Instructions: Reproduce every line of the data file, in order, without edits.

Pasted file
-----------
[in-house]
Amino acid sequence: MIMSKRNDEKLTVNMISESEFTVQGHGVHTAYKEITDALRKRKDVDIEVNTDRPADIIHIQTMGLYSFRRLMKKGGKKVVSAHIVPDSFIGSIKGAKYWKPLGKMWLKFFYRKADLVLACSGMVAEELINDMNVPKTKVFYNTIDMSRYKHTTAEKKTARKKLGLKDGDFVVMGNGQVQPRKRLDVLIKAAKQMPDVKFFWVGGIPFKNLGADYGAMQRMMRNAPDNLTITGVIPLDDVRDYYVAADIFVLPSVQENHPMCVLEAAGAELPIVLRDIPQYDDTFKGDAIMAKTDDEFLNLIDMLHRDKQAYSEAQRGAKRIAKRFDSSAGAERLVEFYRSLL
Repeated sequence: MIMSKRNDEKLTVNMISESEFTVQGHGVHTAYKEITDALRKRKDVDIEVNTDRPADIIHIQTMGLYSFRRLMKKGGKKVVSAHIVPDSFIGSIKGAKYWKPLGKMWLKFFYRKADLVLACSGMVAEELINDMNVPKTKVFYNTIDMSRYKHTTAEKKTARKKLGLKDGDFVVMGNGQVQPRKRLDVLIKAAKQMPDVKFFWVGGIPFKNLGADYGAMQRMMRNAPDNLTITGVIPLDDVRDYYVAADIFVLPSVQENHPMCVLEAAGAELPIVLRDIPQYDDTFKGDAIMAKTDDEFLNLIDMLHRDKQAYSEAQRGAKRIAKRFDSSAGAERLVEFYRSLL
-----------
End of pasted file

[in-house]
Amino acid sequence: MIMSKRNDEKLTVNMISESEFTVQGHGVHTAYKEITDALRKRKDVDIEVNTDRPADIIHIQTMGLYSFRRLMKKGGKKVVSAHIVPDSFIGSIKGAKYWKPLGKMWLKFFYRKADLVLACSGMVAEELINDMNVPKTKVFYNTIDMSRYKHTTAEKKTARKKLGLKDGDFVVMGNGQVQPRKRLDVLIKAAKQMPDVKFFWVGGIPFKNLGADYGAMQRMMRNAPDNLTITGVIPLDDVRDYYVAADIFVLPSVQENHPMCVLEAAGAELPIVLRDIPQYDDTFKGDAIMAKTDDEFLNLIDMLHRDKQAYSEAQRGAKRIAKRFDSSAGAERLVEFYRSLL
Repeated sequence: MIMSKRNDEKLTVNMISESEFTVQGHGVHTAYKEITDALRKRKDVDIEVNTDRPADIIHIQTMGLYSFRRLMKKGGKKVVSAHIVPDSFIGSIKGAKYWKPLGKMWLKFFYRKADLVLACSGMVAEELINDMNVPKTKVFYNTIDMSRYKHTTAEKKTARKKLGLKDGDFVVMGNGQVQPRKRLDVLIKAAKQMPDVKFFWVGGIPFKNLGADYGAMQRMMRNAPDNLTITGVIPLDDVRDYYVAADIFVLPSVQENHPMCVLEAAGAELPIVLRDIPQYDDTFKGDAIMAKTDDEFLNLIDMLHRDKQAYSEAQRGAKRIAKRFDSSAGAERLVEFYRSLL